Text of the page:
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Palace rebukes envoy over 'pabuya' remark.

TOKYO Malacaaang yesterday rebuked Ambassador to Japan Jose Laurel V for saying that a large number of Cabinet members are here as a reward or "pabuya" from President Duterte. But the Palace also said Duterte did not take offense and Laurel was in no danger of losing his post over the remark.

Laurel earlier said that about 20 Cabinet members were allowed to join the trip because Duterte was elated by the results of this year's midterm elections. As Laurel's statements spawned criticism of the large delegation accompanying Duterte in one of the world's most expensive cities, the Palace said the Cabinet members are needed here to boost cooperation between the Philippines and Japan.

The President's delegation is composed of about 200 people, including Cabinet members, local officials and their staff, Laurel said. Eight of 12 senatorial candidates backed by Duterte won in the elections, which was widely seen as a referendum on his administration.

Presidential spokesman Salvador Panelo said Laurel's opinion that the trip is a "pabuya" or reward for Cabinet members was not logical because Duterte had barred them from campaigning for administration candidates. "The Palace does not share the position or remarks of Laurel concerning Cabinet members joining the President in this trip toJapan," Panelo said in a statement.

"It is worth mentioning the Cabinet members were prohibited by the President from campaigning for the administration candidates during the last elections. It is thereforesans logic that they can be rewarded when they were disallowed from contributing to the reason or cause for the grant of reward," he added.

Panelo said Laurel may have been either innocently speculating for lack of information or misinformed of the nature of the trip of the Cabinet members. He insisted that the Cabinet members' presence is necessary because Japan is a key trade and development partner of the Philippines.

"The President needs most of his team players, not only as a sign of respect or giving importance to our long-time ally, but we likewise see the need for astronger cooperation between our governments," Panelo said. "This can beachieved by the constant dialogue by our Cabinet members with their counterparts in the Japanese government,who are involved in our country's significant transactions with Japan," he added.

Teased

Laurel said Cabinet members were teasing him about his remark on the Japan trip. "I have not heard what they said.

Binibiro nga ako. Eh di binibiro ko rin sila (They teased me.

I teased them back)," Laurel told reporters on the sidelines of a business forum here. Asked to react to Malacaaang's claim that the trip was not a reward, Laurel replied: "Eh kung ano ang gusto mong sabihin eh.

Ang akin, hindi naman talagang Sige. Lalakad na muna ako (Whatever you want to say.

For me, it's not really..

.I will go ahead).

" Laurel was not able to explain himself properly as media relations staff whisked him away because Duterte was on his way to the forum. The envoy said he was not avoiding the media but he had to leave to go to Japan's foreign ministry.

Laurel, however, stayed until the end of the forum and was even seen shaking hands with the President. Panelo said that despite his remark, Laurel would remain as the Philippines' ambassador to Japan.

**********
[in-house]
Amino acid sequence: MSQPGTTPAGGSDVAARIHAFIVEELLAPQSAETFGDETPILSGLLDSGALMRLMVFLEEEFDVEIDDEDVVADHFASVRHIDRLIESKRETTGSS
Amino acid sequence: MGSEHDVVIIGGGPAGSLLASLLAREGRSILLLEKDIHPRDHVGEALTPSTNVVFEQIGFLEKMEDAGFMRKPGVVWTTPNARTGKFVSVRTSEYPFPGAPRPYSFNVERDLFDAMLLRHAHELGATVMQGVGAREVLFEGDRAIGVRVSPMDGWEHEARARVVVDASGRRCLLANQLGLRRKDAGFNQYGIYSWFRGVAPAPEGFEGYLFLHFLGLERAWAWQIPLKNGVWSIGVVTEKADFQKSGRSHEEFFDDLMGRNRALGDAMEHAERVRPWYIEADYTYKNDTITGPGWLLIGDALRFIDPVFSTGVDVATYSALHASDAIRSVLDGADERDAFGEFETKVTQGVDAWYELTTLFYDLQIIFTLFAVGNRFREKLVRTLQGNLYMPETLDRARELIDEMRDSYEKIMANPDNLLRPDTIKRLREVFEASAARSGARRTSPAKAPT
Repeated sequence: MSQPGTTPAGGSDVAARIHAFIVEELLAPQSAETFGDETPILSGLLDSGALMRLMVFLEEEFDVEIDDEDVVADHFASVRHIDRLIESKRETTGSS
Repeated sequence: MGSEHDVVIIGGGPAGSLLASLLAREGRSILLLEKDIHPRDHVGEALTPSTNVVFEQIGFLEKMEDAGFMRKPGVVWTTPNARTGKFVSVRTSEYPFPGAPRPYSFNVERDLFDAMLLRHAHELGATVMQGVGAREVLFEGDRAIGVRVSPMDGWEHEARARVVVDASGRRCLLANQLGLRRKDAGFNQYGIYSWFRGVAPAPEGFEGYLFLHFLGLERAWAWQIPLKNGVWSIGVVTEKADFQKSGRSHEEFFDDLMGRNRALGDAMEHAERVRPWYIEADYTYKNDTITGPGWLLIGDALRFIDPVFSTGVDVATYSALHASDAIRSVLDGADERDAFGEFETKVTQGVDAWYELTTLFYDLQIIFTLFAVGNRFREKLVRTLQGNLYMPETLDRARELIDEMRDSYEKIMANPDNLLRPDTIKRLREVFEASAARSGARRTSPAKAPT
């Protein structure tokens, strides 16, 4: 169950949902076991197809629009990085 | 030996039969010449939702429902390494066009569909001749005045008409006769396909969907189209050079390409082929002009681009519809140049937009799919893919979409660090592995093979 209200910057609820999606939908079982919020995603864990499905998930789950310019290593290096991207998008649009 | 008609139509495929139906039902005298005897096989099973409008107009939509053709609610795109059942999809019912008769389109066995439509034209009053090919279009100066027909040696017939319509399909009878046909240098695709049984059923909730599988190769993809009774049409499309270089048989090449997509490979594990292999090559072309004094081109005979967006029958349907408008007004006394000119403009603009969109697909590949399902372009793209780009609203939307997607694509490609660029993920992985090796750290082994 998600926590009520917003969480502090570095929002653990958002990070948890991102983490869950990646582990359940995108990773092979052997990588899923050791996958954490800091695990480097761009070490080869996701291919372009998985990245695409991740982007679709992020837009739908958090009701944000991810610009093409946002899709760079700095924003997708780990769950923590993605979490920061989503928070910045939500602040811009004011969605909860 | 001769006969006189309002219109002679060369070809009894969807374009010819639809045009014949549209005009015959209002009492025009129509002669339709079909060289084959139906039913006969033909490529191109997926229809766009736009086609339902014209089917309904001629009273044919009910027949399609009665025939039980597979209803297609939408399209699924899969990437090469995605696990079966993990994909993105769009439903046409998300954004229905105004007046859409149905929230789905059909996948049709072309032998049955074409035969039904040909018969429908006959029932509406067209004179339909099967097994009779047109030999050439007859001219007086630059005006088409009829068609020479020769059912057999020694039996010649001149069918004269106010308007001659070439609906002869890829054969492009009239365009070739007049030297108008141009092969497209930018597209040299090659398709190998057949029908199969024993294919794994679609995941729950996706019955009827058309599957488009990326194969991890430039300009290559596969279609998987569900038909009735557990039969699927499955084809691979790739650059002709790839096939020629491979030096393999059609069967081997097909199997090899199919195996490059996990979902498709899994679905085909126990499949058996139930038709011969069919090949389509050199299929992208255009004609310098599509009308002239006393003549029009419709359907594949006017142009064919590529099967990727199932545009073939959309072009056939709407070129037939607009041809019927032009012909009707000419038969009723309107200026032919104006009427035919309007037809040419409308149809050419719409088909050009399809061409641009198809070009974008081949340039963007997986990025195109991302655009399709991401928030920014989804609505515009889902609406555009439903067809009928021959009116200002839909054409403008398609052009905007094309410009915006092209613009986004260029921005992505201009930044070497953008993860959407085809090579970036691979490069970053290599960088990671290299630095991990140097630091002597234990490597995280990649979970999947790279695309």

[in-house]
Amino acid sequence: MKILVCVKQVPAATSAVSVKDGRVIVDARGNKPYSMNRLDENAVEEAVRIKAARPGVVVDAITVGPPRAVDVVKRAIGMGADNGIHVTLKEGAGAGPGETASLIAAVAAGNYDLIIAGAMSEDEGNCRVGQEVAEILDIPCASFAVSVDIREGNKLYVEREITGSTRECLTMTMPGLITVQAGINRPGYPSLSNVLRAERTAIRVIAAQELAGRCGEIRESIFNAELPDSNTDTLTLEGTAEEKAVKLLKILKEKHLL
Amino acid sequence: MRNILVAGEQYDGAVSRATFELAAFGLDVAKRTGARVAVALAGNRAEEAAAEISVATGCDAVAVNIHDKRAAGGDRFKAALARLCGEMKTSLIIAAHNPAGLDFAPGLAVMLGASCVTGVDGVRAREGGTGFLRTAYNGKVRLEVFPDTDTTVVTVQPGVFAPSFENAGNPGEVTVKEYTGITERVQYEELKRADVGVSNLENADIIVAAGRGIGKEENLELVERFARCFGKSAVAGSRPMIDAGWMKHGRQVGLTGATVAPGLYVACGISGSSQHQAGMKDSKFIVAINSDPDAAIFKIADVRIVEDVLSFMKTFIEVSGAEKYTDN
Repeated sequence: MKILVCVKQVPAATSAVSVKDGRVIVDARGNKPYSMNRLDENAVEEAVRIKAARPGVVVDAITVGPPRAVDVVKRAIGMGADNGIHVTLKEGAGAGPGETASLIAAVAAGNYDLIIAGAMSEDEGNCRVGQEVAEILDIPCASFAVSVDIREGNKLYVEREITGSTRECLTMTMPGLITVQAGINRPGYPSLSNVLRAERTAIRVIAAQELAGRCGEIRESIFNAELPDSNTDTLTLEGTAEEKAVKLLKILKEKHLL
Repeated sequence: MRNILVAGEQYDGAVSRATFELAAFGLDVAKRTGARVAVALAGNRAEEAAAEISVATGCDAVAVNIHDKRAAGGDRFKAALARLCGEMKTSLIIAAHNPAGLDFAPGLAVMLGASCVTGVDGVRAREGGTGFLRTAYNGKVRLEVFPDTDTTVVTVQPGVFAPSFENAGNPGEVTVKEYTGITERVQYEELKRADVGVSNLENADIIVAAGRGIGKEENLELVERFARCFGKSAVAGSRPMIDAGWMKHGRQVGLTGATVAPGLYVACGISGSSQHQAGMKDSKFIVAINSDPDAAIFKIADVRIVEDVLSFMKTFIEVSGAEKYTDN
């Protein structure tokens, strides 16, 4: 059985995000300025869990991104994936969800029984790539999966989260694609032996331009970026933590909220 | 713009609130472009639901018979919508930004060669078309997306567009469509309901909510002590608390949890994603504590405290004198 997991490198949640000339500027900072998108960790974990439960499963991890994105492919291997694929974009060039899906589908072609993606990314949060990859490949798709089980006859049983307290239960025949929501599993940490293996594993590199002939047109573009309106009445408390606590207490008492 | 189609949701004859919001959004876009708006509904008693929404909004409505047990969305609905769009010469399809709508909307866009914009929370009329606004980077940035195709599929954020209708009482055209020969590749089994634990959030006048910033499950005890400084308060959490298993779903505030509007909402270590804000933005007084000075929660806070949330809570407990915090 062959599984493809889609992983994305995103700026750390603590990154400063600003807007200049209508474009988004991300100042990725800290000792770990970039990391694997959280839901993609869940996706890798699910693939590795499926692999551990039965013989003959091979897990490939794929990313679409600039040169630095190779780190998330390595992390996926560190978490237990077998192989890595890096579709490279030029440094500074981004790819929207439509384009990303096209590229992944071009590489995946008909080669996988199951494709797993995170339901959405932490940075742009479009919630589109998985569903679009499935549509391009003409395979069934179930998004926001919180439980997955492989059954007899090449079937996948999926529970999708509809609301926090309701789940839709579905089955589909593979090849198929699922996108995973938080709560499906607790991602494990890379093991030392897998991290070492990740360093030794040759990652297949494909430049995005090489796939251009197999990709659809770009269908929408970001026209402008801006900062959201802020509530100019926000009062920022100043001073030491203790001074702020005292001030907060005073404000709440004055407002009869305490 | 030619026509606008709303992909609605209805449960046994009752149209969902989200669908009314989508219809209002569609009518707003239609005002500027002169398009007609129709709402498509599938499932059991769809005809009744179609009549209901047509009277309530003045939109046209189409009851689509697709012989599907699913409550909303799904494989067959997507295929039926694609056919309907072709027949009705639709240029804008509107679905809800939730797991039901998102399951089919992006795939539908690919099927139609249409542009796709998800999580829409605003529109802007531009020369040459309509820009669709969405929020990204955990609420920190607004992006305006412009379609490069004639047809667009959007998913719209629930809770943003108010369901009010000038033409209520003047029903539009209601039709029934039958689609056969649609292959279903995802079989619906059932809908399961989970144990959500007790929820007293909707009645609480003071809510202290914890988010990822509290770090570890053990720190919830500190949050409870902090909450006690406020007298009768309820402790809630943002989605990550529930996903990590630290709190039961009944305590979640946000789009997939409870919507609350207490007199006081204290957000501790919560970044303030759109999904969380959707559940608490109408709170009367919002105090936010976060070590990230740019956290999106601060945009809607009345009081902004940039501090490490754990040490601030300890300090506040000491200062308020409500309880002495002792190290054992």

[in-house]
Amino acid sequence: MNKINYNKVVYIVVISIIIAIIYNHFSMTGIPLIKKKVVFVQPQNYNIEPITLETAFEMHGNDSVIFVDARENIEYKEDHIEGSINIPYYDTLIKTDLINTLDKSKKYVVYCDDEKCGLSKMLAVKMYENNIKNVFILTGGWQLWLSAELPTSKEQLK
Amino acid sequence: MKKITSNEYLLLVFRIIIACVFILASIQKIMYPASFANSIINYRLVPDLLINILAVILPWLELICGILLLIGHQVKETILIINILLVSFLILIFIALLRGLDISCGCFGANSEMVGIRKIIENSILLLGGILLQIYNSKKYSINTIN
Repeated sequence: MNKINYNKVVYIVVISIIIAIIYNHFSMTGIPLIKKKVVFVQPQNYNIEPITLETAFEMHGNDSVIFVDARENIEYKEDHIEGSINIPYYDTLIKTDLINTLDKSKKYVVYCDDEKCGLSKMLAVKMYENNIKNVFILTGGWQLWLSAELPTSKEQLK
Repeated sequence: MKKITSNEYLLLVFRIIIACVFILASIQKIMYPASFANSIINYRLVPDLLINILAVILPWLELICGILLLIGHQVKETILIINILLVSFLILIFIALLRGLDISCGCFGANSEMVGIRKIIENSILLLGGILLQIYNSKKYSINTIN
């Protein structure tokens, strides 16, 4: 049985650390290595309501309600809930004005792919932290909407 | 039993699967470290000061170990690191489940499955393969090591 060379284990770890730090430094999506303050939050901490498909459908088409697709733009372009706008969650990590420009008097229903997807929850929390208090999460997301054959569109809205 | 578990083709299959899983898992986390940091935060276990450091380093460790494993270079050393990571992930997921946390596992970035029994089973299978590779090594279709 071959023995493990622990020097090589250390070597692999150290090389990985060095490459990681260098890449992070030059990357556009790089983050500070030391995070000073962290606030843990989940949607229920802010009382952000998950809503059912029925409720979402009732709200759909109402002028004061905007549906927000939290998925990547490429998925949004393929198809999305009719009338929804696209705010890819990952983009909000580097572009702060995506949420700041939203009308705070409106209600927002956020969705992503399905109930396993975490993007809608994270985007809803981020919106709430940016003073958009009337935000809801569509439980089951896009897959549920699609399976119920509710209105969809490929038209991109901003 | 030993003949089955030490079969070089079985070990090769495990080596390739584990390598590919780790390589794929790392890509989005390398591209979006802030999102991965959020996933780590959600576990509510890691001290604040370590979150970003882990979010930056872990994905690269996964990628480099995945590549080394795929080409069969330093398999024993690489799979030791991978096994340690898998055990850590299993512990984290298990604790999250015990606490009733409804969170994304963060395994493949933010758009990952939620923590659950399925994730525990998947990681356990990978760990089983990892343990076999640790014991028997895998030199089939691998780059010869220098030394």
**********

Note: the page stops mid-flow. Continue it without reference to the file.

He said the ambassador's comment was "innocently made." Asked if Duterte was angry with Laurel's statement, Panelo replied: "Nagagalit ba yun? Nagagalit lang yun sa enemies of the state (Does he get angry? He only gets angry with enemies of the state).

" Local officials were seen during the business forum attended by Duterte yesterday, including Manila mayor-elect Isko Moreno, former Batangas governor Hermilando Mandanas and Narvacan mayor-elect Chavit Singson. Moreno said he was the one who paid for his trip.

"This is an opportunity for Manila to engage with prospective investors and certain industries," he said. Explain

Rep.

Gary Alejano of Magdalo Partylist urged Malacaaang to explain the huge delegation in Japan. "Malacaaang should explain the reasons for bringing a 200-member delegation to Japan.

It's possible that taxpayers' money was used," Alejano said, "Reward system in government breeds corruption. It's unacceptable," he said, adding Laurel's revelation could be a "slip of the tongue.

" Some Cabinet members in the President's delegation denied their inclusion in the entourage was a "reward." They said they are in Tokyo because they have tasks to do.

Alejano said if delegation members campaigned for administration candidates as insinuated, then they violated the law. "It also appears that the 200-member delegation of the President to Japan is not entirely comprised of government officials who are needed in the official activities.

It has been circulating in social media that other friends and allies of the administration, who have no clear roles in official business, are also part of the delegation," he said. Engagements

Panelo enumerated the economic engagements between the two countries, including the more than 25 business deals to be signed here that are seen to bring in about P300 billion in investments and create at least 80,000 jobs.

He said Japan is the Philippines' second major trading partner and the fourth largest source market for Philippine tourism. The east Asian country, Panelo said, has provided technology and expertise to the Philippines' first subway project and contributed to peace and development efforts in Mindanao.

With Christina Mendez, Jess Diaz, Pia Lee-Brago
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Publication:Philippines Star (Manila, Philippines)
Geographic Code:9JAPA
Date:May 29, 2019
Words:1038
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